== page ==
Measurement science goes back to nature for landmark change
14 Nov 2018
As expected, more than 60 leading scientists attending the General Conference on Weights and Measures have voted to change four of the International System of Units (SI units).
The kilogram, mole, ampere and kelvin will no longer be measured in relation to physical artefacts after concerns for many years about a lack of consistent reliability.
Kilograms, for example, have until now been defined as equal to the mass of the International Prototype of the Kilogram – a metal object stored in a vault in France.
From World Metrology Day, 20 May 2019, onwards the units will be defined by fundamental constants in nature – a practice already applied to the other three SI base units, the second, metre and candela.
From that point:
The Kilogram will be defined by the Planck constant
The Ampere will be defined using the elementary charge, a fixed value
The Kelvin will be defined using the Boltzmann constant
1 Mole will be 6.022 14X ×1023 entities of a substance, where X represents additional digits that can be added based on the most recent adjustment
The new system extends to 20 prefixes to the units, used for specifying multiples and fractions of them – as well as 22 derived units.
The UK’s National Physical Laboratory (NPL) in Teddington, responsible for Britain’s measurement capability, explained that the Paris artefact was susceptible to damage and environmental factor. Furthermore, it is compared to its copies only once in every 40 years, “making calibration to it difficult and potentially inaccurate”.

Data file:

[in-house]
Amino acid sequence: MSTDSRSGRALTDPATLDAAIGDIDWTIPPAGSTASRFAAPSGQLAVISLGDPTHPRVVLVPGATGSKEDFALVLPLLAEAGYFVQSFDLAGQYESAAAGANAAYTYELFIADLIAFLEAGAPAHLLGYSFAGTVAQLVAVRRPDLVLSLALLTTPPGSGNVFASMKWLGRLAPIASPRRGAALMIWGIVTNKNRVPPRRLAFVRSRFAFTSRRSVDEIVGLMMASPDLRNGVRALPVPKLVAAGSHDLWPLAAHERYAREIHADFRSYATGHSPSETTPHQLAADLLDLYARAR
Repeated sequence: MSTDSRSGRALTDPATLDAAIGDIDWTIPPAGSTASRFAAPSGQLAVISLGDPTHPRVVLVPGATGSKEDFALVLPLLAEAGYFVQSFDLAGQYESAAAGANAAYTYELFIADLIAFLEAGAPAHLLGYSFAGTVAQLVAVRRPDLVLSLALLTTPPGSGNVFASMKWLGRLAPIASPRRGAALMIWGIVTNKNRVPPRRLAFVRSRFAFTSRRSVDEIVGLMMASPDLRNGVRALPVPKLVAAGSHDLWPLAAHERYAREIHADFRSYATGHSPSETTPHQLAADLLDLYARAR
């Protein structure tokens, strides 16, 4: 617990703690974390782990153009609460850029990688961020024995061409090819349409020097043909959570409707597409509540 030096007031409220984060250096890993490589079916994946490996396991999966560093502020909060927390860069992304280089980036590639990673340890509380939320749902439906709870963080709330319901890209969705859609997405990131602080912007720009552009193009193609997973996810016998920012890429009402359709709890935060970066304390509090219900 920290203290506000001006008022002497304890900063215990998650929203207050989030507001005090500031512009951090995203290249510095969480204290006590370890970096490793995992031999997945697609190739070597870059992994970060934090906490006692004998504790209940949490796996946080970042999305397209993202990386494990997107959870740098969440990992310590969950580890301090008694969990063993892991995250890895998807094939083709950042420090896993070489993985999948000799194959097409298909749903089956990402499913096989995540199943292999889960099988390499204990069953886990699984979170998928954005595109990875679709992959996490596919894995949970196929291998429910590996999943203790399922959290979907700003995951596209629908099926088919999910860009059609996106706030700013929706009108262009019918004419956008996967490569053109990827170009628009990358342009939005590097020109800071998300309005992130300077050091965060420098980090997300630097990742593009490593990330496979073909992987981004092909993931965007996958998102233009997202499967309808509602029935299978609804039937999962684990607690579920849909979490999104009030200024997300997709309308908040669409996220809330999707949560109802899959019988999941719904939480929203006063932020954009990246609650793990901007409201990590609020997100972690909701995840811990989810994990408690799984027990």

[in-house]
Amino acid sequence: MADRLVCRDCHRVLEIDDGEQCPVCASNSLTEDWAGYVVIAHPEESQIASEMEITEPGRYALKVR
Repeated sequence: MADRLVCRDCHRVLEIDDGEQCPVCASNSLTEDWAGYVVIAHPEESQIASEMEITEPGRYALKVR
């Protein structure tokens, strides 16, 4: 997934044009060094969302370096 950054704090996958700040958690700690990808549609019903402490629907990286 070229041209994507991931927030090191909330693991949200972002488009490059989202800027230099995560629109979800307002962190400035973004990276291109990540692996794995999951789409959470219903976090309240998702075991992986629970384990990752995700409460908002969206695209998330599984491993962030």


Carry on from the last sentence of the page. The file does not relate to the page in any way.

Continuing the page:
An NPL spokesperson commented the decision will mean that all of the units are expressed in terms of constants that can be observed in the natural world.
“The SI redefinition is a landmark moment in scientific measurement,” said Dr JT Janssen, director of research at NPL.
“Once implemented, all the SI units will be based on fundamental constants of nature whose value will be fixed forever. This will pave the way for far more accurate measurements and lays a more stable foundation for science.”
See here for further detail from the NPL and below for a video explanation of the SI redefinition from the Veritasium website.